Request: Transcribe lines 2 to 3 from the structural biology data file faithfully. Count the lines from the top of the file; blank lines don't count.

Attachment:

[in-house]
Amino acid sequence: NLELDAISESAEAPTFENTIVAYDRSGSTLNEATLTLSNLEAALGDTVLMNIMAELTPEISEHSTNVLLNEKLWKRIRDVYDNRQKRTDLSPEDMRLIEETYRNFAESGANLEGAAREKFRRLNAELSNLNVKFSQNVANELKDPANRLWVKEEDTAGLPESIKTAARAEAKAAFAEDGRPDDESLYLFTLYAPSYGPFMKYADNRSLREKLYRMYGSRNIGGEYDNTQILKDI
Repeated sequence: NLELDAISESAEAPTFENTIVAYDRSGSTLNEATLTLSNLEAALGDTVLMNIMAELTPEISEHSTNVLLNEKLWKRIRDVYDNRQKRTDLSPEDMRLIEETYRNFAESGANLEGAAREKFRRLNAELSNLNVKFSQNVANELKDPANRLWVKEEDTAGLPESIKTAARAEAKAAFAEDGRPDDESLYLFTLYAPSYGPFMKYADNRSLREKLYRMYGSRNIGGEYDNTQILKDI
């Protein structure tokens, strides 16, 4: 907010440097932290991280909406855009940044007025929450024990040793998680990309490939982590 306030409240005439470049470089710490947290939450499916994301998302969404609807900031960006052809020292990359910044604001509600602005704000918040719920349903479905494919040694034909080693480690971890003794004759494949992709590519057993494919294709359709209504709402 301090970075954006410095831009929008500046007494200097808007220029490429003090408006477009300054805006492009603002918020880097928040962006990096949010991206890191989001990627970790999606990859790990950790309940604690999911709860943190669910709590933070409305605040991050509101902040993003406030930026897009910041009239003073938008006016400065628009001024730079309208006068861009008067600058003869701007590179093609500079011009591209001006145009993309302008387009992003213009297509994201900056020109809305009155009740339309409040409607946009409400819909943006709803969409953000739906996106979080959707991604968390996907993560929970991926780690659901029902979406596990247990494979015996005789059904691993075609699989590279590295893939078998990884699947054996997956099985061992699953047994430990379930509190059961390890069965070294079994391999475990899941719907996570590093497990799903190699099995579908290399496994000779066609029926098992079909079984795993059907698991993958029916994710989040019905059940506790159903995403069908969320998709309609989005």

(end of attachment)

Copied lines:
Amino acid sequence: NLELDAISESAEAPTFENTIVAYDRSGSTLNEATLTLSNLEAALGDTVLMNIMAELTPEISEHSTNVLLNEKLWKRIRDVYDNRQKRTDLSPEDMRLIEETYRNFAESGANLEGAAREKFRRLNAELSNLNVKFSQNVANELKDPANRLWVKEEDTAGLPESIKTAARAEAKAAFAEDGRPDDESLYLFTLYAPSYGPFMKYADNRSLREKLYRMYGSRNIGGEYDNTQILKDI
Repeated sequence: NLELDAISESAEAPTFENTIVAYDRSGSTLNEATLTLSNLEAALGDTVLMNIMAELTPEISEHSTNVLLNEKLWKRIRDVYDNRQKRTDLSPEDMRLIEETYRNFAESGANLEGAAREKFRRLNAELSNLNVKFSQNVANELKDPANRLWVKEEDTAGLPESIKTAARAEAKAAFAEDGRPDDESLYLFTLYAPSYGPFMKYADNRSLREKLYRMYGSRNIGGEYDNTQILKDI